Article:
Category Archives: ethics

Interviewing the interviewers

Last night I had a healthy debate on Facebook with the former chair of SPJ’s Ethics Committee, as well as a couple of other SPJ members, though they may be former members, now.

It all stemmed from an article in The New York Times about NBC News’ and ESPN’s recent interview with Janay Rice, the wife of NFL player Ray Rice. (In case you missed it, there is video of Ray Rice hitting his then fiance, now wife, Janay Rice, while they were in an elevator in a hotel in Las Vegas. Ray Rice was then let go from the Baltimore Ravens, and Roger Goddell, the NFL’s commissioner, suspended Ray Rice indefinitely from the NFL. An arbitrator ruled last week that Ray Rice be reinstated to the NFL, overturning.)

Kevin Smith, the former ethics chair, posted this on Facebook, with a link to the NYT story:

This is a disturbing trend that is greatly undermining the credibility of broadcast new — buying exclusive interviews and allowing sources to audition the outlets that will interview them.

This isn’t about truth. It’s about spin and managing the message and the TV media is buying into it and putting millions in the pockets of these celebrity sources for the privilege of skewing the story.

The news has always been about competition and getting the exclusive interview, but today, network deep pockets and public relations managers are controlling news content and the public is expected to accept this as honest and fair reporting.

Ethical journalists need to rebel. Refuse to audition for a scripted interview that does nothing more than serve as a PR statement from the source. Stop paying for news. Period. How can the public place any trust in a story when they know a network paid hundred of thousands to the person for the “truth”?

The following is posted with permission from the commenters.

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He’s ba-a-a-a-ck!

Keith Law, the baseball writer from ESPN, who had been suspended from Twitter by his employer, is back. And his first tweet is a doozy.

Quoting Galileo in his first tweet back, Law puts back on the table what ESPN apparently tried to take off – a conversation about science.

Translated, the quote says, “And yet it moves.” The story is that Galileo supported Nicolaus Copernicus’ theory that the Earth orbits the sun. Galileo was brought before a Roman Court and found guilty of heresy. After receiving his sentence of house arrest, Galileo looked to the sky and muttered those three words.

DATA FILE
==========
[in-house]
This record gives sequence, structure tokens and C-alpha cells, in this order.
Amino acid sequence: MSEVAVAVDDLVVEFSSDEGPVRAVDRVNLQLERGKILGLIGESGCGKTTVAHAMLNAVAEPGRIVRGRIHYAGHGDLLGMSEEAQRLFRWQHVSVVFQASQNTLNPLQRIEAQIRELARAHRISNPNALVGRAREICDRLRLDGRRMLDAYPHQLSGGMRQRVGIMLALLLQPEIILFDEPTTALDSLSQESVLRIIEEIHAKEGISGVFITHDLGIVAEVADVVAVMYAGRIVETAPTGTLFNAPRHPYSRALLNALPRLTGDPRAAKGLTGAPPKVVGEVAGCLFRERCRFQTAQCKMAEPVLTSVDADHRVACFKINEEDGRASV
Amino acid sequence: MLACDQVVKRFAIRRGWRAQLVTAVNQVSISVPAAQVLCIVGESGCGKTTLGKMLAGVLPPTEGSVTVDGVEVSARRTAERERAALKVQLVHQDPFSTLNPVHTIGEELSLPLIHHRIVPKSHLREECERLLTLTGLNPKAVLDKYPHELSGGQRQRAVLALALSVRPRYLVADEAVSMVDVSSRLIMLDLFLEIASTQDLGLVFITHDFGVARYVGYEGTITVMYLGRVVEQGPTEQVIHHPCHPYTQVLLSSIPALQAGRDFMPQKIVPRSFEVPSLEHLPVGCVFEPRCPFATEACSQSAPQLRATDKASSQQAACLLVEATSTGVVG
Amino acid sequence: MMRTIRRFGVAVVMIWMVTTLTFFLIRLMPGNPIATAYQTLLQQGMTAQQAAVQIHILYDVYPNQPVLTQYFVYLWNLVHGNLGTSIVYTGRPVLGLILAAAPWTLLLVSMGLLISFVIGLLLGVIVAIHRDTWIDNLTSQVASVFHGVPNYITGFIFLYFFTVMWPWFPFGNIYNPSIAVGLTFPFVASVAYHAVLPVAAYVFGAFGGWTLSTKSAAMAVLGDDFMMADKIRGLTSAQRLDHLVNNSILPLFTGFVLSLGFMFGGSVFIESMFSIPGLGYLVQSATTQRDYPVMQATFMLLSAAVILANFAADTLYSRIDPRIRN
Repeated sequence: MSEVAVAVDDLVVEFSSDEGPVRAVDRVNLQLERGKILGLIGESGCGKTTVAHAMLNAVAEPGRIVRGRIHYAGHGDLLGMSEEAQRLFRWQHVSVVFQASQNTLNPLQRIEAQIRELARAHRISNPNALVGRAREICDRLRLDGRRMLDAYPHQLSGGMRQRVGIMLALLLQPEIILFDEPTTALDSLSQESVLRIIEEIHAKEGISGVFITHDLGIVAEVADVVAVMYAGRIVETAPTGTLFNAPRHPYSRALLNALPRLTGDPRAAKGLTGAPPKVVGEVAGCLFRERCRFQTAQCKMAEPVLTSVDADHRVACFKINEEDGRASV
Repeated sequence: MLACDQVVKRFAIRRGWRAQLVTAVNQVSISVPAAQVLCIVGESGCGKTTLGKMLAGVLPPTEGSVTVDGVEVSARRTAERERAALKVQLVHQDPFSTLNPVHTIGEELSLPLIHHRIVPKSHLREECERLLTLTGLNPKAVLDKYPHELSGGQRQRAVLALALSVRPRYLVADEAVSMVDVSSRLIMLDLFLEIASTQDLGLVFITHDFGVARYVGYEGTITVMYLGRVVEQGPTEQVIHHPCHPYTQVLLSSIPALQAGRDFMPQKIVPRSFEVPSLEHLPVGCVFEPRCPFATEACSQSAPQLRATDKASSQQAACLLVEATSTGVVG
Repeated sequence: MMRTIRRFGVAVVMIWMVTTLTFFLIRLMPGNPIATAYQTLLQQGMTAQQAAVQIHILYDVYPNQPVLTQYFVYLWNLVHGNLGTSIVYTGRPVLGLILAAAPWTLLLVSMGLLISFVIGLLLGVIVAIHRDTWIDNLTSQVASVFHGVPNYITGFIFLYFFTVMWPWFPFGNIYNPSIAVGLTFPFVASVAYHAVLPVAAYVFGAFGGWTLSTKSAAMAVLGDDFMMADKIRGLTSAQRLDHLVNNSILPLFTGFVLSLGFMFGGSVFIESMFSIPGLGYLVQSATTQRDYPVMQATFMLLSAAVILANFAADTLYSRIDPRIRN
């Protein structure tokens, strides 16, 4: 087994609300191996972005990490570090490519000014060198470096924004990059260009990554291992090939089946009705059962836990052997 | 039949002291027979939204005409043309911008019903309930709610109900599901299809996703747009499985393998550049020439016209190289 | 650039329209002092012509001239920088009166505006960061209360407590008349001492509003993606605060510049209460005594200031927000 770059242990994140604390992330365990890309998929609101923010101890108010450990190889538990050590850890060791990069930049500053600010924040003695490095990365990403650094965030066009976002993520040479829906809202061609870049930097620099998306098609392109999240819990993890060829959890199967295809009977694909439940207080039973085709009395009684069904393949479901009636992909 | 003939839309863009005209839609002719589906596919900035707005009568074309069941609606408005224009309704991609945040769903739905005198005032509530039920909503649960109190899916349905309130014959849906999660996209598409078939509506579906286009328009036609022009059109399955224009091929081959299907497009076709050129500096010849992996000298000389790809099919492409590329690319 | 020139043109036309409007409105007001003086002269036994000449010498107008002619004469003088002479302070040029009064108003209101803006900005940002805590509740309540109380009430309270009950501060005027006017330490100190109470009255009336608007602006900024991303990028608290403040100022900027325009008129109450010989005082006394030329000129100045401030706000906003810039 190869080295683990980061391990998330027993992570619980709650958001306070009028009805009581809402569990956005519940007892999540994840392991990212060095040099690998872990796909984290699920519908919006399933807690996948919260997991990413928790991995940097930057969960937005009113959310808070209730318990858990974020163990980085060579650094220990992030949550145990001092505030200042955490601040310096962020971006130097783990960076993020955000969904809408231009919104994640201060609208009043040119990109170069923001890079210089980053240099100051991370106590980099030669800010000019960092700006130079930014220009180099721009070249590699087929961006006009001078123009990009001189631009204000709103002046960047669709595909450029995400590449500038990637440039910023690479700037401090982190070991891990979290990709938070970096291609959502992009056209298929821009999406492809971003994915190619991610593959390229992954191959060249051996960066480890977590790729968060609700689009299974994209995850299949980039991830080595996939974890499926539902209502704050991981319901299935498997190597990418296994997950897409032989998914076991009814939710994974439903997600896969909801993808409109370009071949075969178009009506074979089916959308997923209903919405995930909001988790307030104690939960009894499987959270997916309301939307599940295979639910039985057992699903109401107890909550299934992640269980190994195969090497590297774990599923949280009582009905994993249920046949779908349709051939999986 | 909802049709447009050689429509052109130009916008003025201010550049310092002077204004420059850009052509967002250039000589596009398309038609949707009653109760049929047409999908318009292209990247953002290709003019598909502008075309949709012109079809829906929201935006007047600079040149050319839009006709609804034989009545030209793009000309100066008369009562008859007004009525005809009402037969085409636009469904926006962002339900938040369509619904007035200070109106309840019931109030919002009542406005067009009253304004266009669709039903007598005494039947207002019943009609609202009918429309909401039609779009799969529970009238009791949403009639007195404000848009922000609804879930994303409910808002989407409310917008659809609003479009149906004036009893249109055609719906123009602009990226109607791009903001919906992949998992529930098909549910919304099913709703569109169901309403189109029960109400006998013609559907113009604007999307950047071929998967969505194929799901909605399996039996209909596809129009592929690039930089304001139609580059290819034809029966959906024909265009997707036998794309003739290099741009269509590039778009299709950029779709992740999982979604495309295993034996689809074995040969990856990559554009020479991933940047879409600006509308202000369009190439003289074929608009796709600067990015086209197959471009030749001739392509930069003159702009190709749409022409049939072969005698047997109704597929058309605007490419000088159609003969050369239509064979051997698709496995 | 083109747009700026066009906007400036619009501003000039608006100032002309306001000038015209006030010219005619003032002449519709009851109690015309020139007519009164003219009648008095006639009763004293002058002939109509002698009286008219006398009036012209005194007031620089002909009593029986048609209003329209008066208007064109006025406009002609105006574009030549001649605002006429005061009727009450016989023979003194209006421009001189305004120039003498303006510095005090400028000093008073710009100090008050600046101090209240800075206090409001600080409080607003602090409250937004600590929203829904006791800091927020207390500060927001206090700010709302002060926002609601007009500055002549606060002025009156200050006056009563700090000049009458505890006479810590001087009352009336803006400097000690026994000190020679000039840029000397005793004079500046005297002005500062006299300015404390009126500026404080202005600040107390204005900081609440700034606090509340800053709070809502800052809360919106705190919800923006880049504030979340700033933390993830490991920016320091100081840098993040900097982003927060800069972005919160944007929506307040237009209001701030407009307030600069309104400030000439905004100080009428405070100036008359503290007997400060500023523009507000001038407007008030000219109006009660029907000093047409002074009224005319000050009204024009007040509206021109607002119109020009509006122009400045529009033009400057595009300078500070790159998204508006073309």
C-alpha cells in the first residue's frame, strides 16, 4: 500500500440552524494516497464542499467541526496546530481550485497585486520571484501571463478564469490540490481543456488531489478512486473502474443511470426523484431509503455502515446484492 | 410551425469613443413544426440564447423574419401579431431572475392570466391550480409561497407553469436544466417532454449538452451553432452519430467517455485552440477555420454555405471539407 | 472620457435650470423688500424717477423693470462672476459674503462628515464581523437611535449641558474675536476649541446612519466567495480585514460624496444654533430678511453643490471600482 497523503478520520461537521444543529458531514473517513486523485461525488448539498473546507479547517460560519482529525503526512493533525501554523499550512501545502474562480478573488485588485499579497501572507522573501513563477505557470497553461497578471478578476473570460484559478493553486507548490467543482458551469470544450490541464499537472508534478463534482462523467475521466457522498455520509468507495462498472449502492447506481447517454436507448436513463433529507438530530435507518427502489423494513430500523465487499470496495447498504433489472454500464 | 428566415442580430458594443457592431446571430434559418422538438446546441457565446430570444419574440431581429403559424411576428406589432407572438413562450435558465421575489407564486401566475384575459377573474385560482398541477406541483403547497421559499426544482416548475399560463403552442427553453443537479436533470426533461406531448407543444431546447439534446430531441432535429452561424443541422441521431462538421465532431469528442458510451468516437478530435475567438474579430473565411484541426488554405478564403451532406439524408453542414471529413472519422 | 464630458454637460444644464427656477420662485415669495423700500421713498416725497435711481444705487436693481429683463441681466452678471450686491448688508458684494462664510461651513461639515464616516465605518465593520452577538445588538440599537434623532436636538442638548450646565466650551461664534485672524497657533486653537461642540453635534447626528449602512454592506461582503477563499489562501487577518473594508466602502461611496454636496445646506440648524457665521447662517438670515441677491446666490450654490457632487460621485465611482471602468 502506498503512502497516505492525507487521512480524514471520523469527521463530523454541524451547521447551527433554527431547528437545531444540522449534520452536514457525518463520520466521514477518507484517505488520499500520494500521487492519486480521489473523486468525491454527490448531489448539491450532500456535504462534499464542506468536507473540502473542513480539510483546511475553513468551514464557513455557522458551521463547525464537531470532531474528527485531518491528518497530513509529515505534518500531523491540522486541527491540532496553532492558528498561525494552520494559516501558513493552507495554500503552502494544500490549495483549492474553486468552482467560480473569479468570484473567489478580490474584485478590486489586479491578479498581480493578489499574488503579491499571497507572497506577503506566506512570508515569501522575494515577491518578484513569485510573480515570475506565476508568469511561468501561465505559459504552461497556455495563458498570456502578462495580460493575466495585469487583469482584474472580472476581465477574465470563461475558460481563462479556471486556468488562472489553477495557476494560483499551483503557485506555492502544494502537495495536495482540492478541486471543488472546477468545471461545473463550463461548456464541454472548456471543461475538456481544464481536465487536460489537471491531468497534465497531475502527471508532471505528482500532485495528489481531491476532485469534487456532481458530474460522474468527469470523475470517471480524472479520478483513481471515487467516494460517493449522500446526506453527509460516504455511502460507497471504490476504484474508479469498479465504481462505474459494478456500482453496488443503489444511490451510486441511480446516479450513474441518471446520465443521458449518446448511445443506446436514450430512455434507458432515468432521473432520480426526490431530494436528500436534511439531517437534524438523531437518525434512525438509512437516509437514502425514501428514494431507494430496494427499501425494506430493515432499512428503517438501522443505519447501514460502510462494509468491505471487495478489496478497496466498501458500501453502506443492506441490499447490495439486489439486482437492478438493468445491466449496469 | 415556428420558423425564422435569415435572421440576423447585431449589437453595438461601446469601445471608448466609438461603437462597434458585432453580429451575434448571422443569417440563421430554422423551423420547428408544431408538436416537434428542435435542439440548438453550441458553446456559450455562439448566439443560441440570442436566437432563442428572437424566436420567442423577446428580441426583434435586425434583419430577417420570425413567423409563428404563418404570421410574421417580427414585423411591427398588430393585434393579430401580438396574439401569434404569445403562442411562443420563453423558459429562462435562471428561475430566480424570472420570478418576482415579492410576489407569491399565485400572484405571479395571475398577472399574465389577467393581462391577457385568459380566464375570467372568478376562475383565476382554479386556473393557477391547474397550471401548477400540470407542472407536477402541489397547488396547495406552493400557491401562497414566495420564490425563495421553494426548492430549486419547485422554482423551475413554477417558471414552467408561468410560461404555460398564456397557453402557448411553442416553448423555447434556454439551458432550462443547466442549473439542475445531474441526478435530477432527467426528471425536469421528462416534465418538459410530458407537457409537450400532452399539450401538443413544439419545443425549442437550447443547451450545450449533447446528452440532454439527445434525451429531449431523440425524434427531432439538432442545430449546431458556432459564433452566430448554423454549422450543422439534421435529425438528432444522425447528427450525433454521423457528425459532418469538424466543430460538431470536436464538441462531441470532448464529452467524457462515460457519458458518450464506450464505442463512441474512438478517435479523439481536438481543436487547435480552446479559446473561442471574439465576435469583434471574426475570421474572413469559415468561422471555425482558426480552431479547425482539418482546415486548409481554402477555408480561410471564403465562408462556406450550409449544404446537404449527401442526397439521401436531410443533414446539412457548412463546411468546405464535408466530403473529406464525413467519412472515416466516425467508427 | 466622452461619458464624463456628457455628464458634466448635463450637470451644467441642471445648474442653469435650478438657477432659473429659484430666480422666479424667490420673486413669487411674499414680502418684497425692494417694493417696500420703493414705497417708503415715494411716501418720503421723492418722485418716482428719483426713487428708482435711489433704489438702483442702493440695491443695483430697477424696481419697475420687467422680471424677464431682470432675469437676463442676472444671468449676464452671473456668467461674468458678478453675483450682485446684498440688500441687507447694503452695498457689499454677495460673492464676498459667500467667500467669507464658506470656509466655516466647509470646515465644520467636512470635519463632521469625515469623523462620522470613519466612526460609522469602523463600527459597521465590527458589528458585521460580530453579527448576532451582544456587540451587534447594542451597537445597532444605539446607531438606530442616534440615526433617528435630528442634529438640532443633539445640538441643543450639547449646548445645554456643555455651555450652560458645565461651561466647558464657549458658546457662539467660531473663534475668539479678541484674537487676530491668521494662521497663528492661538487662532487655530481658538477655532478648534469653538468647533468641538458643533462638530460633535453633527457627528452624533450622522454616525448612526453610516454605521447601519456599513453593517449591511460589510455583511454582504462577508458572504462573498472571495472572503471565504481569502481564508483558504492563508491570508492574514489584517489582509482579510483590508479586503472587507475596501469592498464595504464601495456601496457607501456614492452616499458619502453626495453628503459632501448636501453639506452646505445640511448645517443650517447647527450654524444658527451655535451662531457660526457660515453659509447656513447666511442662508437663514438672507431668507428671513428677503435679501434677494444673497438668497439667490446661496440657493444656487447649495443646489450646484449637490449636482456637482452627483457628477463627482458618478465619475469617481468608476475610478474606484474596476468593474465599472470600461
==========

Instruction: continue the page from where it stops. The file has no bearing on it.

In writing them in his first tweet back, Law not only shows he’s a well-read man, but that he’s not going to back down from his stand against fellow ESPN baseball contributor Curt Schilling. Interestingly, Schilling was never suspended for his tweets.

After I posted the original story about Law’s suspension, I heard from my professor, a Red Sox loving, hard-nosed journalist. He wrote, “You ask if an employer can stop an employee from tweeting. I actually think what happened was more pernicious than that. Journalists are required to tweet, and are then hung out to dry the minute they exercise poor judgment. It’s really unfair.”

It will be interesting to see if ESPN ever makes a statement on the whole situation, or if supervisors there hope it can just go away.

Can your employer keep you from tweeting?

twitterApparently in Bristol, CT, yes, an employer can keep you from tweeting. According to Deadspin, Keith Law, a baseball writer at ESPN, has been suspended from Twitter by his employer. It’s unclear why, but there was speculation it had to do with his defense of evolution.

It wasn’t just any defense, though, it was a defense he mounted against Curt Schilling of bloody sock in the World Series fame. Shilling, who unsuccessfully started a video game company in Rhode Island and was recently treated for cancer, is now back at ESPN as a baseball analyst.

Deadspin updated its article with a statement from ESPN stating, “Keith’s Twitter suspension had absolutely nothing to do with his opinions on the subject.” However, it does not give any further information.

Here’s my question, if it wasn’t for his online conversation with a pitching great about science, what was the suspension for? There’s no disputing that Law was suspended, which, in itself is questionable, but no reason given. Ok, it’s a personnel issue, and those are generally kept locked behind a closed door. But how can ESPN say, “You cannot tweet until Monday”? I ask that in all sincerity.

It’s not as though ESPN owns Twitter. And if there were other questionable tweets, why not cite those in a response? I have so many questions after seeing this article, and I wish I could find some answers. But I won’t be going to Twitter to get them. At least not from Law. Until Monday.

When you’re asked to leave, do you go?

There’s a reporter in Milwaukee who’s facing a problem. She’s been asked to leave. Not her job. Not her neighborhood. Her beat.

Erin Richards is the K-12 reporter for the Milwaukee Journal Sentinel. As she was getting ready for an upcoming meeting, she noticed she was an item on the agenda.

The School Board’s President was “…requesting that the Milwaukee Journal Sentinel assign a new reporter who is not biased against MPS to cover MPS.” (See item number 14)

Jim Romenesko was quick to pick this one up. To him, the district referenced an email that had been sent to Richards’ editor citing factual errors and typos as the reason they wanted a new reporter assigned.